Data released by UK digital infrastructure provider Openreach shows that broadband usage more than doubled in 2020 with 50,000 Petabytes (PB) of data being consumed across the country, compared to around 22,000 in 2019.
During 2020, the daily record for broadband use has also been broken 15 times, and the average property connected to Openreach’s fibre networks used around 3,000 Gigabytes (GB) of data, or around 9GB per day. That’s the equivalent of between two and three HD movies being streamed in every house in the country, every day.
Reasons thought to be driving the big jump in broadband usage include an increase in home working and video conferencing under the Coronavirus pandemic, more live sports being screened online by the likes of Amazon Prime Video, and large updates to PlayStation and Xbox games consoles, including popular gaming titles such as Call of Duty.
The busiest day for the UK’s broadband was Boxing Day, Saturday 26th December 2020, when a record 210 Petabytes (PB) was consumed across Openreach’s fibre networks.
On that day, a mix of video calls to get in touch with family and friends (during heightened Coronavirus restrictions) as well as TV streaming and gaming downloads were all contributing factors.
The previous record breaking day, Saturday November 14th, came when Amazon Prime Video screened two live Autumn Nations Cup rugby matches, with Openreach’s network traffic charts showing UK broadband usage surged just before 1pm as the first of the two games approached kick-off.
“It’s been a year unlike any other and we believe that’s played a major part in this huge jump in data consumption,” advised Colin Lees, Chief Technology and Information Officer, Openreach. “We know more businesses asked their employees to work from home throughout most of 2020, so connecting remotely has been and continues to be important for everyone. January and February saw data consumption at around 2,700PB per month – before the pandemic brought about a big increase – with most months at more than 4,000PB – for the rest of the year.”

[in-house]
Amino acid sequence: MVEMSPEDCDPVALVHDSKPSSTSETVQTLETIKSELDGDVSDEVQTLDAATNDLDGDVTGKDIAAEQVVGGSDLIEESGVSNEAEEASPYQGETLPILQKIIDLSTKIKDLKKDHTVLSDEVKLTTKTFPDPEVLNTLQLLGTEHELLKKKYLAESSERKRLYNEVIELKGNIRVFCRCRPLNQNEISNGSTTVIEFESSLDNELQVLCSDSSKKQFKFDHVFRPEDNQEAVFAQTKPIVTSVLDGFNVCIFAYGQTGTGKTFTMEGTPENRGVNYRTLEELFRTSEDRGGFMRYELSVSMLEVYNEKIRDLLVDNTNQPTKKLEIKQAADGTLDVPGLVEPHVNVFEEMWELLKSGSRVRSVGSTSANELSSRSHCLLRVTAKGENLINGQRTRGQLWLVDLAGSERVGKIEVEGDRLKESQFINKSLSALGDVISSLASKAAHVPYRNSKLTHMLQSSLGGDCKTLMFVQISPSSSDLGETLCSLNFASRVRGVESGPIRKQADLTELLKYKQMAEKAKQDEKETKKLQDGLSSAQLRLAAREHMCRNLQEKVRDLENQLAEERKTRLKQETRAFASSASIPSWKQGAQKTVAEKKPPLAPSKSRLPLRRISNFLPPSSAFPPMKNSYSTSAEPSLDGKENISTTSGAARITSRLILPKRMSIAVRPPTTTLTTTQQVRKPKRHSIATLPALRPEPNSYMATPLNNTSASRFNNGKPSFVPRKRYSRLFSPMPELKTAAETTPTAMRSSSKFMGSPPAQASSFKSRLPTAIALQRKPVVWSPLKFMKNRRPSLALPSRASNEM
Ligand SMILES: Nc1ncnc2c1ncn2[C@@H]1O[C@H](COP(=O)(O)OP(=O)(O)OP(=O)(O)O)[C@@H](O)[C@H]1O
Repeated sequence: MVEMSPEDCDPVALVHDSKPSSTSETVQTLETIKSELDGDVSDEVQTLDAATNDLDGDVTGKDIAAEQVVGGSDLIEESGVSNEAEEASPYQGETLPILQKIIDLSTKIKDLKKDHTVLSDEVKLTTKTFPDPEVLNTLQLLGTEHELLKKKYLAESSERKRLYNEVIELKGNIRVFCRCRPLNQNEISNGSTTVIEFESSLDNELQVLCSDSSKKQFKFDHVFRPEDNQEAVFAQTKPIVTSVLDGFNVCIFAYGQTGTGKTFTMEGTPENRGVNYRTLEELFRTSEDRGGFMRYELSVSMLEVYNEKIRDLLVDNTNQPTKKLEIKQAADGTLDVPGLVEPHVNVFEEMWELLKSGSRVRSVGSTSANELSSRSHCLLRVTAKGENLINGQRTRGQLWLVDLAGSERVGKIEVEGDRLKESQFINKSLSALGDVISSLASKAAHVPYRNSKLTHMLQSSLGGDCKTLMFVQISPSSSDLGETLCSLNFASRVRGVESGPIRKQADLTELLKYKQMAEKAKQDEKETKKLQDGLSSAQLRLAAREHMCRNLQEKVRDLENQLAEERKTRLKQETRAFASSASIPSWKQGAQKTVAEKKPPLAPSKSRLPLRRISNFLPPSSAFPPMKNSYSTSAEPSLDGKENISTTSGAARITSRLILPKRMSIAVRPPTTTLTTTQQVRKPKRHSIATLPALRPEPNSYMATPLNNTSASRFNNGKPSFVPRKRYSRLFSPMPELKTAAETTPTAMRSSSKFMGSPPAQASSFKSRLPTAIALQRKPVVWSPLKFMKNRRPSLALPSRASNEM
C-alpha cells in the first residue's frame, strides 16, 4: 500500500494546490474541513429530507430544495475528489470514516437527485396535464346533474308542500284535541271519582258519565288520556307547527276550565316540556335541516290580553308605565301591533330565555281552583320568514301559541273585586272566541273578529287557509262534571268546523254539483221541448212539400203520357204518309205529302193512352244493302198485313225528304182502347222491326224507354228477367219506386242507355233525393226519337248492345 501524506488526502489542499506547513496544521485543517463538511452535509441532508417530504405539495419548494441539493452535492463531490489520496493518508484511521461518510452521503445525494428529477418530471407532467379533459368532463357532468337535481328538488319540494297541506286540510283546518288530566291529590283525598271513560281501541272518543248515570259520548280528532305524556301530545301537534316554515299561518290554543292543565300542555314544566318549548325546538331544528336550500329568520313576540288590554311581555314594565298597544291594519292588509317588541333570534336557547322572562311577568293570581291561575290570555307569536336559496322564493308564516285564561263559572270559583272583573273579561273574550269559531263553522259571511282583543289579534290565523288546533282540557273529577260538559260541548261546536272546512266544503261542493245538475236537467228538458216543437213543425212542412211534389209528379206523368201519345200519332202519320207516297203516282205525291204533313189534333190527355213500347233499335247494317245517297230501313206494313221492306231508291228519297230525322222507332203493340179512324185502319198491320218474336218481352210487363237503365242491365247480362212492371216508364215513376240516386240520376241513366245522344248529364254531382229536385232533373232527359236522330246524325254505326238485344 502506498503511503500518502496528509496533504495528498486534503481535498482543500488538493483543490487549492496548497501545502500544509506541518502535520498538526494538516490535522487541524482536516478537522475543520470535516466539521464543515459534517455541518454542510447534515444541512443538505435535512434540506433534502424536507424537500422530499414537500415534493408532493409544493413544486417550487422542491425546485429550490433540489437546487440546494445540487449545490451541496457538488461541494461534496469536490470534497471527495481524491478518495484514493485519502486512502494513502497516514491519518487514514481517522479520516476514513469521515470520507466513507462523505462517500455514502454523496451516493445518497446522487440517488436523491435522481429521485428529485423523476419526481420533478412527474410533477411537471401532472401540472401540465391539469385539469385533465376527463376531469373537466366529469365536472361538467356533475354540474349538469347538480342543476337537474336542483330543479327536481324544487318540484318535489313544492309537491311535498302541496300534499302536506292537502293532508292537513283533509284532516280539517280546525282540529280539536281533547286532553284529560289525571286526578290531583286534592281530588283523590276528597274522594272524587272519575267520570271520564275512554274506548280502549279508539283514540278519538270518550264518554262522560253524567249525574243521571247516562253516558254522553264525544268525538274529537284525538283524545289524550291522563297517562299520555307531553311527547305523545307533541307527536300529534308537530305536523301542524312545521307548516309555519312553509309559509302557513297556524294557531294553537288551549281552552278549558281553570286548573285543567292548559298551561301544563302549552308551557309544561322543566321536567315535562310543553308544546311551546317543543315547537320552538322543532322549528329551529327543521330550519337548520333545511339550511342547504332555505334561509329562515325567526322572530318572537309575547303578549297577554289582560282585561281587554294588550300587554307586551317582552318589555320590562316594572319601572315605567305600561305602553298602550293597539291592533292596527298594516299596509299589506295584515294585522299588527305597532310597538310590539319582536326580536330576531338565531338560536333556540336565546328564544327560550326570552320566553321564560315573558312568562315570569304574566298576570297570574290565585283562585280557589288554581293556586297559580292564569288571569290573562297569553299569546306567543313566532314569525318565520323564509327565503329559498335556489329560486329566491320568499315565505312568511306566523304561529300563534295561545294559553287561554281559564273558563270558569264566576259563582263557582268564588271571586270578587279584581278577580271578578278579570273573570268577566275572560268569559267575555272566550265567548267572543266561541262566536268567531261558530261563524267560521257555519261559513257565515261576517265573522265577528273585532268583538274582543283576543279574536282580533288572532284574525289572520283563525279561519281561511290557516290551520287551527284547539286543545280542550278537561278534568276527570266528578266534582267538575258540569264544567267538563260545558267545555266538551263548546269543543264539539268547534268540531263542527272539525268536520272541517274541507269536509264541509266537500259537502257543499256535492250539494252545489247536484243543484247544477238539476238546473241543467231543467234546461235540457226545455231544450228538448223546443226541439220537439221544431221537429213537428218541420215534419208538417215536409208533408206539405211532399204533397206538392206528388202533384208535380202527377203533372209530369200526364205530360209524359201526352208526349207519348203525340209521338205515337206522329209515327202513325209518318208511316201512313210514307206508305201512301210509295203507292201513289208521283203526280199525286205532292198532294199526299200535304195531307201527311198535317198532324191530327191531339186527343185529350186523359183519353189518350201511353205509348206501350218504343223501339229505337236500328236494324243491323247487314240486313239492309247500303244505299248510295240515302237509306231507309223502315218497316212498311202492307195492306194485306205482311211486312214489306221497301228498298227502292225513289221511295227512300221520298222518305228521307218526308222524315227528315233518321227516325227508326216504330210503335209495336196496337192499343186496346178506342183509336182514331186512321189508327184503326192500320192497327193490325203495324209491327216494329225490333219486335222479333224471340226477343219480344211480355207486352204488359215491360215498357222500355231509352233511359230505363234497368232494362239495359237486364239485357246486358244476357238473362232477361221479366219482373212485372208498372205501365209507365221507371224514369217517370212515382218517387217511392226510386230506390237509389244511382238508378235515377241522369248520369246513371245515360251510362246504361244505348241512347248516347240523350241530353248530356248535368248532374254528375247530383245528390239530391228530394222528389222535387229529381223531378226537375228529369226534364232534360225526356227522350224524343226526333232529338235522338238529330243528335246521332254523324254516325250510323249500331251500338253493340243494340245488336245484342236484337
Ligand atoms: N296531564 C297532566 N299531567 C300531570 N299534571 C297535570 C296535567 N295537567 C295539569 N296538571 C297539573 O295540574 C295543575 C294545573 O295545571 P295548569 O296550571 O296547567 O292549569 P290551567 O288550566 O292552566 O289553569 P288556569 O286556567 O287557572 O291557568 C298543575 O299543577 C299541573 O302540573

“In terms of capacity, our network has coped well during the pandemic. We have a team of tech experts working hard behind-the scenes to make sure there’s enough network capacity for every eventuality. They’re constantly preparing for things such as major retail events like Black Friday or the release of the latest big ticket TV and film titles on streaming services like Netflix and Amazon.”
Openreach’s aim, with the right investment conditions, is to upgrade the nation’s biggest broadband network through its £12 billion Full Fibre programme. To support the build and improving service levels, Openreach announced more than 5,000 new engineering roles recently, including more than 2,500 full-time jobs in its service and network build divisions, as well as an estimated 2,800 positions with partners.
Key findings for 2020 broadband use across the Openreach network:
Openreach says its network has continued to cope with the demands placed upon it, with no major outages throughout 2020.